In China, Hunt on for Loch Ness Monster
By AUDRA ANG
LAKE KANASI, China - The moon is barely a crescent in the sky as dusk darkens the milky green surface of Lake Kanasi.
Four people huddle on the edge of a floating wooden dock, eyes scanning this mountain lake near China's remote northwestern frontier with Central Asia. Small waves lap at their shoes.
In a soft voice, Yuan Guoying recounts his two sightings of the creatures. The first over there, from a cliff, Yuan says. Then again, 19 years later.
From the group comes a squeal as tiny, silver fish dart at hunks of bread they have dropped in.
"Look! There are so many of them!" says one girl. "But where's the lake monster?"
Another 40 minutes pass. A chill breeze kicks up.
Yuan is unfazed.
"We can wait all night," he says. "Let's see if this is our fate."
They have come by the tens of thousands over the years - skeptical scientists, curious tourists - answering the lure of the mysterious "Kanasi Huguai," China's very own version of the Loch Ness monster.
On this particular trip, part class reunion, part tour package, there are a handful of Yuan's university buddies and their wives (mostly retired professors from Beijing with graying hair and quiet humor), three teachers, a nurse, a local reporter, a university student, a lab technician and her mother. They have flown thousands of miles to Xinjiang Province and been driven 15 hours to get to the lake and commemorate the 20th anniversary of Yuan's first sighting of the monsters.
The outing shows how far 40 years of economic reform have taken China and how much more time and money people have to explore interests that were squelched as superstition, an offense to communist dogma.
In today's society, myth-making and chasing are a big business, and the supernatural and the paranormal are no longer taboo.
Reports of a Chinese "Bigfoot" have been picked up by the official Xinhua News Agency, while tourists have searched for the "Xiao Yeren," small wild men. UFO sightings are treated with great seriousness. A conference on the topic was held in September, and UFO buffs claim support from eminent scientists and liaisons with the country's secretive military.
Yuan, a researcher at the Xinjiang Institute of Environmental Protection, hands out Monster T-shirts, and on the bus the passengers watch state television's elaborate, three-part documentary on the myth of the beasts that supposedly have dragged sheep and cows from the shore and devoured them.
It opens with a dramatized scene of a man stopping his horse-drawn cart by the lake on a foggy night. With a loud splash, something emerges from the water and the camera darkens ...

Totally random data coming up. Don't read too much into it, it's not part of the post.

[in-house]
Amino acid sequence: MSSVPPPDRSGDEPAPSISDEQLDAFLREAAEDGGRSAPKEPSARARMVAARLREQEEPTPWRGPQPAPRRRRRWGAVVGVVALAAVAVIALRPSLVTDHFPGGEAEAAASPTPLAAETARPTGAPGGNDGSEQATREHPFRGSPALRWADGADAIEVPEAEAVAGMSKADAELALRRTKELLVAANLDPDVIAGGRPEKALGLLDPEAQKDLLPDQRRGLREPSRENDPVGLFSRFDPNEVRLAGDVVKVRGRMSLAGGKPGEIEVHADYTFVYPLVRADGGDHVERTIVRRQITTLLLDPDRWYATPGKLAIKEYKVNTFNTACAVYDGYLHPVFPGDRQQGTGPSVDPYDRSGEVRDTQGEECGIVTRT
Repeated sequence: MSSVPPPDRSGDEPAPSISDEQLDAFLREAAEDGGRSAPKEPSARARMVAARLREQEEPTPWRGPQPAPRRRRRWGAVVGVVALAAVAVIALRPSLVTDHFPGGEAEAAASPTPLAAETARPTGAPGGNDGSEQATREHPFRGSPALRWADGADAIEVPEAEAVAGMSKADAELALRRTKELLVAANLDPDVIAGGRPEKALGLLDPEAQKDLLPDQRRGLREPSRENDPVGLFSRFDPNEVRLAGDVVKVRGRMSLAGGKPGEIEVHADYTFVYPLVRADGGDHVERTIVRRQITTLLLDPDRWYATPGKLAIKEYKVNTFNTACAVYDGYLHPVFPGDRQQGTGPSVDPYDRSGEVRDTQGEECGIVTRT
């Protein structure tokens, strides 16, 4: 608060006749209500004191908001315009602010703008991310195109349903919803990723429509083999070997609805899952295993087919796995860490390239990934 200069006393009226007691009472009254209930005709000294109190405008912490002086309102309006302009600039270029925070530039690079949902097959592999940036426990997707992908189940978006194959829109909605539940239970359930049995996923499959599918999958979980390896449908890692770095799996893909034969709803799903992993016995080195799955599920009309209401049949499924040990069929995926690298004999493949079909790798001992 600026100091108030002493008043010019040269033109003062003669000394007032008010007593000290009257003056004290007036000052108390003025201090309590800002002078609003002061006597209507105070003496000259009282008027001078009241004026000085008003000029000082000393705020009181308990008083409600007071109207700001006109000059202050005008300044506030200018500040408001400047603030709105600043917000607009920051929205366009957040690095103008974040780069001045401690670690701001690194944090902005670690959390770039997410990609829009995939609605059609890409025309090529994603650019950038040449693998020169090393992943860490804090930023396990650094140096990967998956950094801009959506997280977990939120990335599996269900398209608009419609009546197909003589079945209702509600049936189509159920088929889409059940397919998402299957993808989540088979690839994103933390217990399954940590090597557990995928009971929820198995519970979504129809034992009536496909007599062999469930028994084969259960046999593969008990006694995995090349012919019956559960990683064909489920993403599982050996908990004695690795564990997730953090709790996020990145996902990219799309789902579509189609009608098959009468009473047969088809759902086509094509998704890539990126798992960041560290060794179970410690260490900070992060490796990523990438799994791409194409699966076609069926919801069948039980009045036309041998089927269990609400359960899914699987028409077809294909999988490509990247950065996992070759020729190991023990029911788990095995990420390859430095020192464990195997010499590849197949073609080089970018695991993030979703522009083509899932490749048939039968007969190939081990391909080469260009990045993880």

Yuan's photos of the creatures flash across the screen. One, taken from a distance, features several blurry forms clustered close to shore, some looking as long as nearby fir trees. Grainy footage filmed in June by a tourist from Beijing shows frenzied bubbling in the water.
Yuan, a cheerful 66-year-old with an unlined face and penetrating voice, is featured in several interviews, along with other scientists and people who have witnessed the creatures. Some describe enormous shapes and shadows as big as trees and boats, sometimes tinged with red or white. In 2003, when an earthquake struck the area, witnesses in a boat reported seeing a silhouette as long as 70 feet leap out of the water.
"I said it was rubbish at first," says Yuan. "The next day, I saw them."
"It's fish. Giant fish, some about 15 meters (50 feet) long."
In 1980, Yuan was part of a team of 150 experts who launched the first scientific study of the lake's environment and its flora and fauna.
It was then that he met Chinese Mongolians living in the area known as the Tuwa people and heard the ancient legend of the monsters in Kanasi. Few details were available; most of the villagers fell silent when pressed.
Five years later, still intrigued, Yuan headed another team to study environmental protection for the lake - and to search for the creatures of the Tuwa myth.
Within a day, he had his first sighting.
"They looked like tadpoles coming up for breath," Yuan recalls. "Their eyes were huge. Their mouths were gaping."
After weeks of study, Yuan and his team discovered dozens of huge red fish, each 30-50 feet long and weighing more than four tons, living in the lake.